From quad-core processors to high-res displays, smartphones are getting smarter and faster but that doesn't mean the techno jargon is any easier to understand. Relaxnews pinpoints some of the emerging smartphone trends and explains the abbreviations and terms that go with them.
The most hotly anticipated smartphone trend at Mobile World Congress in 2012 was the quad-core smartphone. The LG Optimus 4X HD, HTC One X, ZTE Era, and Huawei Ascend D quad were among the quad-core smartphones introduced during MWC. While single and dual-core smartphones (and tablets) currently dominate the mobile landscape consumers will start to see quad-core smartphones arriving in stores around the globe in 2012.
Quad-core processor explained
“Quad-core” is a term used to describe a multi-core processor -- also referred to as a CPU (central processing unit) -- that features four independent processors. A smartphone with a quad-core processor typically provides quicker application speeds and a faster overall computing experience than a dual- or single-core processor. CPU processing power is measured in GHz (Gigahertz).
Bigger screens with higher resolutions
The standard 3.5” and 4.3” displays seen on yesterday’s touchscreen phones were dwarfed by some of the gargantuan smartphones unveiled at MWC including the Huawei Ascend D quad (4.5”), the HTC One X (4.7”) and the LG Optimus Vu: (5”). Since Apple unveiled the iPhone 4 and its high-definition “Retina” display, smartphone manufacturers have also been clambering to boost smartphone screen resolutions.
Screen resolution explained
While displays are usually measured in inches (“), screen resolution is measured in pixels. You will often see a device’s display resolution written as “width x height” (figures which represent the number of pixels that can be displayed in each dimension). For example the iPhone 4S’ 3.5” retina display features 960 x 640 pixels.
Super camera smartphone snapshots
Thanks to improved smartphone camera technology, most casual shooters can now leave their digital cameras at home. Nokia has taken the smartphone camera revolution one step further with the announcement of its 808 PureView smartphone. The mobile device packs in a massive 41 megapixel sensor and Nokia’s innovative over-sampling technology.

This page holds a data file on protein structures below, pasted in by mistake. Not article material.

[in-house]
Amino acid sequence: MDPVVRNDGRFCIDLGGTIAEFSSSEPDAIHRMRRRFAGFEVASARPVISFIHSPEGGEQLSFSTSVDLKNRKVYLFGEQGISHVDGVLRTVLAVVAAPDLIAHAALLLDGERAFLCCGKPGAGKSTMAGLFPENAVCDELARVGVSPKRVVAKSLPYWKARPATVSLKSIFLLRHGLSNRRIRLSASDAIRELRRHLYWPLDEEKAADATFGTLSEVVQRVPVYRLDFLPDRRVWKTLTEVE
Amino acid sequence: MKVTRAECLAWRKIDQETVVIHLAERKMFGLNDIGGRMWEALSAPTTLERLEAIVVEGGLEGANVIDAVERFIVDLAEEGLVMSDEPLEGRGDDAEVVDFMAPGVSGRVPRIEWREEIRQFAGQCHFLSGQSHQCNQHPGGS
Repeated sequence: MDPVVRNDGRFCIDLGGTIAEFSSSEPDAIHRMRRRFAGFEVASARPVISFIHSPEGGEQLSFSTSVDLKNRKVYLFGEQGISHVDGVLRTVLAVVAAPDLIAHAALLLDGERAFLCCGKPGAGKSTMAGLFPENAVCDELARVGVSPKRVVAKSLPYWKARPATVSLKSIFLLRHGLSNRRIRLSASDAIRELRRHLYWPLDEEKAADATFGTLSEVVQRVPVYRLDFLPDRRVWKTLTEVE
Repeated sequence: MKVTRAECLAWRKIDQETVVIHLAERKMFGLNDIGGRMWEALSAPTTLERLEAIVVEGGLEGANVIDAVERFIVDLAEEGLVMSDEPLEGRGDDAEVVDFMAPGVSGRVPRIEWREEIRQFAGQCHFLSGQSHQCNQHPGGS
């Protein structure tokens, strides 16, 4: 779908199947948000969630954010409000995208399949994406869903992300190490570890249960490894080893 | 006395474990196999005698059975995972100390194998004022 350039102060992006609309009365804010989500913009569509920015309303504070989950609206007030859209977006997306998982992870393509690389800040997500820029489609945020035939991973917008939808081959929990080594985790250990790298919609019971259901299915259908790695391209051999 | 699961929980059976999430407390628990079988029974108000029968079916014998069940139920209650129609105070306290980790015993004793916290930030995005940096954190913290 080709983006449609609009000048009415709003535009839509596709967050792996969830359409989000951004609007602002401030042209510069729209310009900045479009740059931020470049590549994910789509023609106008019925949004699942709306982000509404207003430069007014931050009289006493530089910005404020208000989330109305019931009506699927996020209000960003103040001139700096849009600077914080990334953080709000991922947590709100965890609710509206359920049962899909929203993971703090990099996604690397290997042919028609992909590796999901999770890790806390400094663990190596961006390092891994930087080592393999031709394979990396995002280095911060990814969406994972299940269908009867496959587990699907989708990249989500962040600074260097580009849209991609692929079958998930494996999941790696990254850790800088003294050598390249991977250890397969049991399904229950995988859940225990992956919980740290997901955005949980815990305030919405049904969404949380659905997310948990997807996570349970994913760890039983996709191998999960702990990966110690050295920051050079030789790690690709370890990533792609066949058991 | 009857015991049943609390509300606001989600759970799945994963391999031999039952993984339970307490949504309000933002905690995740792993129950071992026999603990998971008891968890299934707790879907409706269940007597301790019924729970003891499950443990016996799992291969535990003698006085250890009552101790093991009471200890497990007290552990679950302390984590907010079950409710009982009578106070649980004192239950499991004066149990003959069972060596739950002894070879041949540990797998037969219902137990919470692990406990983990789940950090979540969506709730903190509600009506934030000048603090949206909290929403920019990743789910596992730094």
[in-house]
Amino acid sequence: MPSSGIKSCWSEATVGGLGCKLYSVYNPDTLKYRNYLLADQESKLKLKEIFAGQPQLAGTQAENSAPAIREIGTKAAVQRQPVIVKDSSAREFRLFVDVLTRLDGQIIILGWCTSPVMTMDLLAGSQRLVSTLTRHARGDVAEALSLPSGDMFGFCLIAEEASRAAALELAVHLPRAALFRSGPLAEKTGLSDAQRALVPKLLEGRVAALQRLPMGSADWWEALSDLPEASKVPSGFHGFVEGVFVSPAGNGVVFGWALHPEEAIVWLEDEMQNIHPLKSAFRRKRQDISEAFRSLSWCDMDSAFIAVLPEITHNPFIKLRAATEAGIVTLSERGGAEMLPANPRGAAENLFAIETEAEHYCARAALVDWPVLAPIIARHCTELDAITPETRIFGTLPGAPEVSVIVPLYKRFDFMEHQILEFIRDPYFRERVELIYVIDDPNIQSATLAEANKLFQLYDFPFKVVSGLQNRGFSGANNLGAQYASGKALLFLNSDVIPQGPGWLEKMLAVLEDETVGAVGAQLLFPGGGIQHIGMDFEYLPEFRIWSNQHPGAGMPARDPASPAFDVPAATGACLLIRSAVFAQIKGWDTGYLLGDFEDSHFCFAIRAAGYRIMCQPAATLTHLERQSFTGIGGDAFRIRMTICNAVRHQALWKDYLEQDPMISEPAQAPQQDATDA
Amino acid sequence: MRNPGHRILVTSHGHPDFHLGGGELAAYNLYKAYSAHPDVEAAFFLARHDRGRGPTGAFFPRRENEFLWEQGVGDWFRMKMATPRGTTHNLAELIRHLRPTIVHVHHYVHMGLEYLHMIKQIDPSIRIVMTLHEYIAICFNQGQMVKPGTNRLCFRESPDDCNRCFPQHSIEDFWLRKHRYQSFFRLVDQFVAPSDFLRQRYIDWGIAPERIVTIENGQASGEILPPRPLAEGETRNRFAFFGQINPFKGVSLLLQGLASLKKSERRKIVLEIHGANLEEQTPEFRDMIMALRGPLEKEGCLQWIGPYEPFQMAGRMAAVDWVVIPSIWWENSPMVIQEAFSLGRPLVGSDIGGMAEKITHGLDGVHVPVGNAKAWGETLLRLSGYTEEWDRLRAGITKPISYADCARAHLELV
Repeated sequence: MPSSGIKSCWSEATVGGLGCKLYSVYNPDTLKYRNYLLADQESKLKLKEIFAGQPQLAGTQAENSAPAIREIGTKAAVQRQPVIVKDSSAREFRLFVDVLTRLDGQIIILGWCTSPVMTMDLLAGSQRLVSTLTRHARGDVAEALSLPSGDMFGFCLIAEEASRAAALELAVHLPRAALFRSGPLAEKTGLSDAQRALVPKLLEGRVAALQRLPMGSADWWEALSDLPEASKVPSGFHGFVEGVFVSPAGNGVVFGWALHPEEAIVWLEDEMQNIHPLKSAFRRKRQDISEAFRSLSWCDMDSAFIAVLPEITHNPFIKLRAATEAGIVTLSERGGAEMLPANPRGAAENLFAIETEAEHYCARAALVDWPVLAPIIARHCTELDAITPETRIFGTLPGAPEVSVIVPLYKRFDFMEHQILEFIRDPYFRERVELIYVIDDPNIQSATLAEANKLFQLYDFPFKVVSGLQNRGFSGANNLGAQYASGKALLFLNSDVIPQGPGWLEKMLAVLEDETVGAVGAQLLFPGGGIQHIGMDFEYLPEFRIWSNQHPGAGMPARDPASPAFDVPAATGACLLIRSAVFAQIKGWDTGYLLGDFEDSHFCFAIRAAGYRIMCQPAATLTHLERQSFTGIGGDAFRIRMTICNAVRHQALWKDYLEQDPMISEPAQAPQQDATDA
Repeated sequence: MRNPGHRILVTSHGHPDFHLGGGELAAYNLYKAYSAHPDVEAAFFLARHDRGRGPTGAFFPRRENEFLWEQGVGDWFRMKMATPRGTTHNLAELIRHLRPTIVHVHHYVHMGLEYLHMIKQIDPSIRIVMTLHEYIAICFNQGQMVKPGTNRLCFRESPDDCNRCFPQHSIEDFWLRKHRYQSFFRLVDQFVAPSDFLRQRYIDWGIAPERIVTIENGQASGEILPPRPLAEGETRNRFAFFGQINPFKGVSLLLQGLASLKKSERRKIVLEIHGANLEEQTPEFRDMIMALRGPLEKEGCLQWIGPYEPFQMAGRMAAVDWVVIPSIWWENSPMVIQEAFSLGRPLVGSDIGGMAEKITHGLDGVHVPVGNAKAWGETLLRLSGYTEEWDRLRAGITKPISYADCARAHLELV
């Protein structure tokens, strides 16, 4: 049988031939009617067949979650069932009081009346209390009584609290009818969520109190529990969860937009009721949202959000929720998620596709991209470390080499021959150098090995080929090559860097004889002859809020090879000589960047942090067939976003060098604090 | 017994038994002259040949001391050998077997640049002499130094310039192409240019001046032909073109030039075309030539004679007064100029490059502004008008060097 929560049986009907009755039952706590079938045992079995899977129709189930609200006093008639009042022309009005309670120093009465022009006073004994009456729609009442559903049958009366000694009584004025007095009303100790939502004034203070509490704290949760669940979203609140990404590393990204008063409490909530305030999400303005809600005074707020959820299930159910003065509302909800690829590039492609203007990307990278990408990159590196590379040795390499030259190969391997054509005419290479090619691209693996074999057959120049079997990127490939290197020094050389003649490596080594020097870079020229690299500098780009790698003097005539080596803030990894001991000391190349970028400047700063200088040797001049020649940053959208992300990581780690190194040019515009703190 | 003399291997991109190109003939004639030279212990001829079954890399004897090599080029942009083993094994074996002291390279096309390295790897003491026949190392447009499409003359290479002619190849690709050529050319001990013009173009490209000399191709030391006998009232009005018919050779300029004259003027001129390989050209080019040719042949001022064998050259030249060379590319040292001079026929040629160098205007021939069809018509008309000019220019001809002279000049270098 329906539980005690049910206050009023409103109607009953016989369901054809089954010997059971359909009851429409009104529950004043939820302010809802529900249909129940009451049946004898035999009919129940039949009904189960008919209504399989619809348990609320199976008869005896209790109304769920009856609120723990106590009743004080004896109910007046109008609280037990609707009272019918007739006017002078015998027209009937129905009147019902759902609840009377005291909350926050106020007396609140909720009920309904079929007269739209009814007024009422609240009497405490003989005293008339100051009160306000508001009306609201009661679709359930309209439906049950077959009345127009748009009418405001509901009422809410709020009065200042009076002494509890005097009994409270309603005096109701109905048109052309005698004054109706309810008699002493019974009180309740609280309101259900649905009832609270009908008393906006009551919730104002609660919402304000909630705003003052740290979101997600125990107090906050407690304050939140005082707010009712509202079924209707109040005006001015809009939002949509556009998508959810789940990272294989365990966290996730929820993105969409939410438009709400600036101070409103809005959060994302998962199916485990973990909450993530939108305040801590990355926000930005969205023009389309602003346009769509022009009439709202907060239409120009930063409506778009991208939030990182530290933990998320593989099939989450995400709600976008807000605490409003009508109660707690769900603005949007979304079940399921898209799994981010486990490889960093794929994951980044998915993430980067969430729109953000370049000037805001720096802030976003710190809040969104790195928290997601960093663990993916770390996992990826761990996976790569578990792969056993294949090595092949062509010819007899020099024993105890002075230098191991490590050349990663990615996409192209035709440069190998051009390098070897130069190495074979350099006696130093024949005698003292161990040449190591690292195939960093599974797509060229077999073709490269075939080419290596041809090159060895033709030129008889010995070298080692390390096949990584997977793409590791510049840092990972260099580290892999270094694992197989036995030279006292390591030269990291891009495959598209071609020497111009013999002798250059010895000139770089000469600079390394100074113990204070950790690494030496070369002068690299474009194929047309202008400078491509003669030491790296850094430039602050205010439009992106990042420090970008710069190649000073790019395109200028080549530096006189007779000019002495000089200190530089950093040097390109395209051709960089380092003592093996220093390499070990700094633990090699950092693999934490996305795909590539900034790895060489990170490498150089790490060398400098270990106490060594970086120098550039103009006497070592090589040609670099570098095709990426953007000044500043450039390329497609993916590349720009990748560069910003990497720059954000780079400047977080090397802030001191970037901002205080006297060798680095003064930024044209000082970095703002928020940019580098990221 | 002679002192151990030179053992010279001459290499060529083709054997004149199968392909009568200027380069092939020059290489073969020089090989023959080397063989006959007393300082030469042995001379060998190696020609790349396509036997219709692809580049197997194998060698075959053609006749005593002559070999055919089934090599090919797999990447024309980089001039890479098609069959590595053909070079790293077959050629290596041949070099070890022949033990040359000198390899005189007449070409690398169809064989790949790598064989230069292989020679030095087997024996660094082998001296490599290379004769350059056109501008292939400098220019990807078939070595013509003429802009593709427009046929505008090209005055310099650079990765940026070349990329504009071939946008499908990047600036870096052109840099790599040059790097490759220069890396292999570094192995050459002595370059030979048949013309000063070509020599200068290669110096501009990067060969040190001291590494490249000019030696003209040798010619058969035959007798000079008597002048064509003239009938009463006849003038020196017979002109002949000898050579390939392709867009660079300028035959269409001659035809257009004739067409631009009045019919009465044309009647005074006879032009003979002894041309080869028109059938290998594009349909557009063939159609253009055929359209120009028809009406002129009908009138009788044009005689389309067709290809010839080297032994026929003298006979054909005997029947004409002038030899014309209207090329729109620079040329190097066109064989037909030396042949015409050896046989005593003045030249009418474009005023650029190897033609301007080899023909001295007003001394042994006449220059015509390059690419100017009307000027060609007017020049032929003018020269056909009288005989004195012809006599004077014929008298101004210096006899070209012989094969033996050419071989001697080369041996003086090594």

Megapixels (MP) explained
The smartphone’s camera quality is measured in megapixels (MP). Typically, a smartphone with more MP will take better (higher resolution) photos. Most new smartphones now feature a 5MP or better camera, however, with the launch of Nokia’s 808 PureView you can expect to see higher camera resolutions becoming a priority on smartphones in the near future.
Near Field Communication
Near Field Communication or NFC is a growing trend in the smartphone market enabling device owners to wirelessly pay for goods or tap to sync Bluetooth devices in the near vicinity.
LG’s newly announced Optimus LTE Tag smartphone demonstrates how NFC and smart tags might be utilized on phones in the future: the Optimus LTE Tag has the ability to automatically change its own settings when it is swiped past special user-programmable stickers called “tags.”
Near Field Communication is a technology that uses radio communication to facilitate wireless data transfers between two devices in near proximity. It is commonly used to make contactless payments, pair Bluetooth devices, and share data.
Android Ice Cream Sandwich
The latest generation of Google’s Android operating system (version 4.0) is called Android Ice Cream Sandwich and is often abbreviated to ICS or Android 4.0. Other major smartphone operating systems include Apple’s iOS and Microsoft’s Windows Phone.
Additional smartphone technical specifications:
GHz (aka processor speed or the smartphone “brain”)
GHz is the abbreviation for gigahertz, the unit used to measure your phone’s processor speed. This determines how responsive your phone will be and how quickly it will swap between applications and browse the web. A typical smartphone in today’s market will usually come with a 1GHz processor or higher.
RAM (aka performance)
RAM, measured in megabytes (MB), determines the number of applications your phone can run at the same time without slowing the device down. If you’re just browsing the web or making calls, 256MB will be enough. If you like to run multiple applications (called multitasking) at the same time or play a lot of processor-intensive games, aim for a minimum of 512MB.
GB (aka storage)
Depending on the phone you buy it may have integrated storage (that can’t be added to or removed) or a device with an expansion slot for a microSD, SD or MiniSD memory card. Device storage is measured in gigabytes (GB). If you want to store lots of music, videos, photos and apps you will want more storage. Most removable memory cards will store between 2GB and 34GB.
3G, LTE and 4G (aka cellular data internet speed)
3G, LTE and 4G refer to the speed of your cellular data speed or how quick your phone’s internet connection is over your carrier’s network. Measured in Kbps and Mbps, 3G networks typically range from 144Kbps to 2.4Mbps. LTE (Long Term Evolution) is the next step up from 3G data speeds and is now grouped under the “4G” label despite being too slow to satisfy the original requirements set out by the International Telecommunication Union (ITU). 4G speeds typically range between 1Mbps to 25Mbps (but differ country by country and carrier by carrier). 4G is expected to hit speeds of 100Mbps -- faster than your existing home broadband connection -- in the future.